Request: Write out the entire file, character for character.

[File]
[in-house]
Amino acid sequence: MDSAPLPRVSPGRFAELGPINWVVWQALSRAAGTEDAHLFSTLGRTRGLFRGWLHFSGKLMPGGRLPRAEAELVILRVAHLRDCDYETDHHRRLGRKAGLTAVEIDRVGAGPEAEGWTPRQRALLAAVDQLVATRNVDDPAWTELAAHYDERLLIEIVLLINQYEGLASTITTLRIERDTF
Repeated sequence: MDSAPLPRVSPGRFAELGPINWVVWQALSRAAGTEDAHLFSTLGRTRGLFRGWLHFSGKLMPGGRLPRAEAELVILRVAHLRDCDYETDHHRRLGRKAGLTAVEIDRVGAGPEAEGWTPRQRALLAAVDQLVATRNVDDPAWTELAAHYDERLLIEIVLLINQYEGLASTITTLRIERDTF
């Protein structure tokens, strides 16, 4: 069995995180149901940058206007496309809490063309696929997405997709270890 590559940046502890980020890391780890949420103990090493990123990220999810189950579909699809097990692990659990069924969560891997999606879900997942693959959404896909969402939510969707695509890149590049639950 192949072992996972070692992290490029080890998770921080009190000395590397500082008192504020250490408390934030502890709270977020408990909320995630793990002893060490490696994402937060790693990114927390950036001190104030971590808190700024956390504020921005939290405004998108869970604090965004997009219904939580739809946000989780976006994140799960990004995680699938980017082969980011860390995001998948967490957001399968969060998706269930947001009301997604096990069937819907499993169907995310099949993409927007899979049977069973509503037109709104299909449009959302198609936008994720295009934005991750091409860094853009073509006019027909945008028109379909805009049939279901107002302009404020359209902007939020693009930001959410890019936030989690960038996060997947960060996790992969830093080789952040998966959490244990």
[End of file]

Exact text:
[in-house]
Amino acid sequence: MDSAPLPRVSPGRFAELGPINWVVWQALSRAAGTEDAHLFSTLGRTRGLFRGWLHFSGKLMPGGRLPRAEAELVILRVAHLRDCDYETDHHRRLGRKAGLTAVEIDRVGAGPEAEGWTPRQRALLAAVDQLVATRNVDDPAWTELAAHYDERLLIEIVLLINQYEGLASTITTLRIERDTF
Repeated sequence: MDSAPLPRVSPGRFAELGPINWVVWQALSRAAGTEDAHLFSTLGRTRGLFRGWLHFSGKLMPGGRLPRAEAELVILRVAHLRDCDYETDHHRRLGRKAGLTAVEIDRVGAGPEAEGWTPRQRALLAAVDQLVATRNVDDPAWTELAAHYDERLLIEIVLLINQYEGLASTITTLRIERDTF
């Protein structure tokens, strides 16, 4: 069995995180149901940058206007496309809490063309696929997405997709270890 590559940046502890980020890391780890949420103990090493990123990220999810189950579909699809097990692990659990069924969560891997999606879900997942693959959404896909969402939510969707695509890149590049639950 192949072992996972070692992290490029080890998770921080009190000395590397500082008192504020250490408390934030502890709270977020408990909320995630793990002893060490490696994402937060790693990114927390950036001190104030971590808190700024956390504020921005939290405004998108869970604090965004997009219904939580739809946000989780976006994140799960990004995680699938980017082969980011860390995001998948967490957001399968969060998706269930947001009301997604096990069937819907499993169907995310099949993409927007899979049977069973509503037109709104299909449009959302198609936008994720295009934005991750091409860094853009073509006019027909945008028109379909805009049939279901107002302009404020359209902007939020693009930001959410890019936030989690960038996060997947960060996790992969830093080789952040998966959490244990």